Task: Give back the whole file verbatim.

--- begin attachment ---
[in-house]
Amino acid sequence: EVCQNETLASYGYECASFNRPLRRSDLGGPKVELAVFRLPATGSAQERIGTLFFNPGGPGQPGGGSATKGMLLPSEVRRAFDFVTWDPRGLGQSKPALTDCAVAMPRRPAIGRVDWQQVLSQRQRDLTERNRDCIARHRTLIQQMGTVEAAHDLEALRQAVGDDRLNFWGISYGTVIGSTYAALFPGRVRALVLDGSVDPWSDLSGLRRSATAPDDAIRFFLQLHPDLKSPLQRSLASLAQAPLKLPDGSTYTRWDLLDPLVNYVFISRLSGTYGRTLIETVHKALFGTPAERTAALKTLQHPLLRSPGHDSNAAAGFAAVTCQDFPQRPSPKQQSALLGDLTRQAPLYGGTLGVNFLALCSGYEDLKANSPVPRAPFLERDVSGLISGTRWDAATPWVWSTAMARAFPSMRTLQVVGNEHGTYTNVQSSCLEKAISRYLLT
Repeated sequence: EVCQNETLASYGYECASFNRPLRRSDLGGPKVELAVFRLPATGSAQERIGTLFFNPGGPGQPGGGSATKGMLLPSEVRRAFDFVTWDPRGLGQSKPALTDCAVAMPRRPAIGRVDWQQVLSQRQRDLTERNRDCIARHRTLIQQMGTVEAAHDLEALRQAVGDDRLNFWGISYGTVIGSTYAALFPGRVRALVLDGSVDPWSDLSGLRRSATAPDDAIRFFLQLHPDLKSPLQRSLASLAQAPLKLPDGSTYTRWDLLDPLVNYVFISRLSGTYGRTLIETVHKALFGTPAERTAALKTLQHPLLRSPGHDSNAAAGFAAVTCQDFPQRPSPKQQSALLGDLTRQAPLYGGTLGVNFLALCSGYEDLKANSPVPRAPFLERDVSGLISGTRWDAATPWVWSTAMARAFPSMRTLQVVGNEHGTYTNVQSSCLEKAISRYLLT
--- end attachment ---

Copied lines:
[in-house]
Amino acid sequence: EVCQNETLASYGYECASFNRPLRRSDLGGPKVELAVFRLPATGSAQERIGTLFFNPGGPGQPGGGSATKGMLLPSEVRRAFDFVTWDPRGLGQSKPALTDCAVAMPRRPAIGRVDWQQVLSQRQRDLTERNRDCIARHRTLIQQMGTVEAAHDLEALRQAVGDDRLNFWGISYGTVIGSTYAALFPGRVRALVLDGSVDPWSDLSGLRRSATAPDDAIRFFLQLHPDLKSPLQRSLASLAQAPLKLPDGSTYTRWDLLDPLVNYVFISRLSGTYGRTLIETVHKALFGTPAERTAALKTLQHPLLRSPGHDSNAAAGFAAVTCQDFPQRPSPKQQSALLGDLTRQAPLYGGTLGVNFLALCSGYEDLKANSPVPRAPFLERDVSGLISGTRWDAATPWVWSTAMARAFPSMRTLQVVGNEHGTYTNVQSSCLEKAISRYLLT
Repeated sequence: EVCQNETLASYGYECASFNRPLRRSDLGGPKVELAVFRLPATGSAQERIGTLFFNPGGPGQPGGGSATKGMLLPSEVRRAFDFVTWDPRGLGQSKPALTDCAVAMPRRPAIGRVDWQQVLSQRQRDLTERNRDCIARHRTLIQQMGTVEAAHDLEALRQAVGDDRLNFWGISYGTVIGSTYAALFPGRVRALVLDGSVDPWSDLSGLRRSATAPDDAIRFFLQLHPDLKSPLQRSLASLAQAPLKLPDGSTYTRWDLLDPLVNYVFISRLSGTYGRTLIETVHKALFGTPAERTAALKTLQHPLLRSPGHDSNAAAGFAAVTCQDFPQRPSPKQQSALLGDLTRQAPLYGGTLGVNFLALCSGYEDLKANSPVPRAPFLERDVSGLISGTRWDAATPWVWSTAMARAFPSMRTLQVVGNEHGTYTNVQSSCLEKAISRYLLT